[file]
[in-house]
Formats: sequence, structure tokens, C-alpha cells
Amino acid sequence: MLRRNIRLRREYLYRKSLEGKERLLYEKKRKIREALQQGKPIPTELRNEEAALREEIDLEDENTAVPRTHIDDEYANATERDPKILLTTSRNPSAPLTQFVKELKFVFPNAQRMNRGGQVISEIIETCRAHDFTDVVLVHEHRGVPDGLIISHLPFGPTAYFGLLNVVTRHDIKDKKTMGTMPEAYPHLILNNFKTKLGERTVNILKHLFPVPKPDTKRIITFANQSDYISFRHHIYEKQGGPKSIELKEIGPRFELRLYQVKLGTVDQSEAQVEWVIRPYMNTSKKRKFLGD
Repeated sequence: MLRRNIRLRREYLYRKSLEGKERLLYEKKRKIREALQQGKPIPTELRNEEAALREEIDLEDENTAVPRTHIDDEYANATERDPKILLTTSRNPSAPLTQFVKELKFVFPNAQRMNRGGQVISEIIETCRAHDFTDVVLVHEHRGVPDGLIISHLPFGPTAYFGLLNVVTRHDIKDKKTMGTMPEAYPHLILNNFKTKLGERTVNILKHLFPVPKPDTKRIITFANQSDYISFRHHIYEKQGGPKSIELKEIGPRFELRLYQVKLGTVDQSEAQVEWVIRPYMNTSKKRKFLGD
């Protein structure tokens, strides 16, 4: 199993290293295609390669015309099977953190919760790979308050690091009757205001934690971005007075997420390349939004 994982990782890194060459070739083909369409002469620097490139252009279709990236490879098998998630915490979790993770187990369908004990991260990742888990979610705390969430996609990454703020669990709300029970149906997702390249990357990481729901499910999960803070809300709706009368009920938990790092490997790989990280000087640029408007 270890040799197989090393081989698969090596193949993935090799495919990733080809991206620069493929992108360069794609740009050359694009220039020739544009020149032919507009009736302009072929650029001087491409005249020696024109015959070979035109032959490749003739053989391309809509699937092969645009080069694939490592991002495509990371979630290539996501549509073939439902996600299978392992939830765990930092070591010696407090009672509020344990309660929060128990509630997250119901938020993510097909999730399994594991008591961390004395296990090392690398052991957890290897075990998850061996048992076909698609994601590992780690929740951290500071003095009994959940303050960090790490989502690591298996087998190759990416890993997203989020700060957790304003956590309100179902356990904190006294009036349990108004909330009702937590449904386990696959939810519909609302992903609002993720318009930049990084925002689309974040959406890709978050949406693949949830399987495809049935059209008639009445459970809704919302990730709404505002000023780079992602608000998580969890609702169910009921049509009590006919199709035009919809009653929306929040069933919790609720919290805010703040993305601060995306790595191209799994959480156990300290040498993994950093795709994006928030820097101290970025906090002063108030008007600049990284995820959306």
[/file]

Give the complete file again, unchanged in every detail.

[in-house]
Formats: sequence, structure tokens, C-alpha cells
Amino acid sequence: MLRRNIRLRREYLYRKSLEGKERLLYEKKRKIREALQQGKPIPTELRNEEAALREEIDLEDENTAVPRTHIDDEYANATERDPKILLTTSRNPSAPLTQFVKELKFVFPNAQRMNRGGQVISEIIETCRAHDFTDVVLVHEHRGVPDGLIISHLPFGPTAYFGLLNVVTRHDIKDKKTMGTMPEAYPHLILNNFKTKLGERTVNILKHLFPVPKPDTKRIITFANQSDYISFRHHIYEKQGGPKSIELKEIGPRFELRLYQVKLGTVDQSEAQVEWVIRPYMNTSKKRKFLGD
Repeated sequence: MLRRNIRLRREYLYRKSLEGKERLLYEKKRKIREALQQGKPIPTELRNEEAALREEIDLEDENTAVPRTHIDDEYANATERDPKILLTTSRNPSAPLTQFVKELKFVFPNAQRMNRGGQVISEIIETCRAHDFTDVVLVHEHRGVPDGLIISHLPFGPTAYFGLLNVVTRHDIKDKKTMGTMPEAYPHLILNNFKTKLGERTVNILKHLFPVPKPDTKRIITFANQSDYISFRHHIYEKQGGPKSIELKEIGPRFELRLYQVKLGTVDQSEAQVEWVIRPYMNTSKKRKFLGD
């Protein structure tokens, strides 16, 4: 199993290293295609390669015309099977953190919760790979308050690091009757205001934690971005007075997420390349939004 994982990782890194060459070739083909369409002469620097490139252009279709990236490879098998998630915490979790993770187990369908004990991260990742888990979610705390969430996609990454703020669990709300029970149906997702390249990357990481729901499910999960803070809300709706009368009920938990790092490997790989990280000087640029408007 270890040799197989090393081989698969090596193949993935090799495919990733080809991206620069493929992108360069794609740009050359694009220039020739544009020149032919507009009736302009072929650029001087491409005249020696024109015959070979035109032959490749003739053989391309809509699937092969645009080069694939490592991002495509990371979630290539996501549509073939439902996600299978392992939830765990930092070591010696407090009672509020344990309660929060128990509630997250119901938020993510097909999730399994594991008591961390004395296990090392690398052991957890290897075990998850061996048992076909698609994601590992780690929740951290500071003095009994959940303050960090790490989502690591298996087998190759990416890993997203989020700060957790304003956590309100179902356990904190006294009036349990108004909330009702937590449904386990696959939810519909609302992903609002993720318009930049990084925002689309974040959406890709978050949406693949949830399987495809049935059209008639009445459970809704919302990730709404505002000023780079992602608000998580969890609702169910009921049509009590006919199709035009919809009653929306929040069933919790609720919290805010703040993305601060995306790595191209799994959480156990300290040498993994950093795709994006928030820097101290970025906090002063108030008007600049990284995820959306």